UK Tonic Contains Chinese Ants

Species of Chinese Ant Now a Tonic Drink in UK

Scientific research in China has shown that a particular species of Chinese ant, the Polyrhachis Vicina, increases longevity in rats. For centuries, this ant has been prized by Chinese royalty and used in Tibet as a drink tonic to boost the immune system and relieve arthritis in people.

Dr John Wilkinson, senior lecturer in Pharmacognosy at Middlesex University, is studying the properties of these insects. He said: "These ants contain a lot of zinc and zinc has been identified for some time as an immune stimulant and an antioxidant. "This species of ant seems to act in a similar way on the immune system as ginseng and Vitamin E. "This is a very exciting time in medicine. Insects have different compounds in them to plants." He added: "Now it is up to researchers to identify the novel compounds in insects and how they benefit health. "Insects are potentially a vast new area of medicinal research." Or, in alternative medicine parlance, it can be said that 'bug drugs' are on the rise in modern medicine.

Although the traditional eating of insects is usually associated with continents such as Africa, Asia and Australia, Dr Wilkinson says ant drinks have been used more recently in California as a hallucinogen and were actually used in Britain in the Middle Ages as a tonic for general ailments. The Chinese ant is drunk mainly among the elderly in China. It is made into wine and Chinese beer and also eaten with meals.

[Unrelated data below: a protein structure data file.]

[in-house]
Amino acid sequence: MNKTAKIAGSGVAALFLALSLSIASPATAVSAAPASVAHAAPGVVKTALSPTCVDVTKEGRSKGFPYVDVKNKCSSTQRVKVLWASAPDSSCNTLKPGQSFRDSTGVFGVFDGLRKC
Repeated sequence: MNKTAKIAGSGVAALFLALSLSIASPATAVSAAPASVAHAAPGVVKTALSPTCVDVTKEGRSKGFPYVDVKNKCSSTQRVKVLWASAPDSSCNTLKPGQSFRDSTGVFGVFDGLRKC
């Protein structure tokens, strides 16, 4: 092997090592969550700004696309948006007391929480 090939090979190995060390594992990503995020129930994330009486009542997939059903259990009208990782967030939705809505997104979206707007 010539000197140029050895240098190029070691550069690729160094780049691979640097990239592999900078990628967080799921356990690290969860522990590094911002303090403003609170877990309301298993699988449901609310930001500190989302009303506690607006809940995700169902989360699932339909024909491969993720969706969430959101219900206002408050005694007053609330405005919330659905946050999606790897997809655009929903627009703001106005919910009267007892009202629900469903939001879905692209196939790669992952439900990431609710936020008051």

However, the drinking of such drinks has returned to our shores, as one UK drink company has recently acquired a taste for the potential benefits of the Chinese ant. The InterContinental Brands (ICB) company in North Yorkshire is manufacturing and selling a soft drink called Ant which acts as a stimulant and is drunk as an alternative to caffeine drinks such as coffee, tea or Red Bull.

ICB spokesperson Collette Fellows Smith said: "The vast history of the efficacy of the Chinese ant as a tonic is well documented in China. People here are beginning to understand its benefits." The drink, Ant, is a tonic dose, not a drug and was registered with the Standards for Trading in December 2000 and released onto the market in September last year.

BBC 2/10/02

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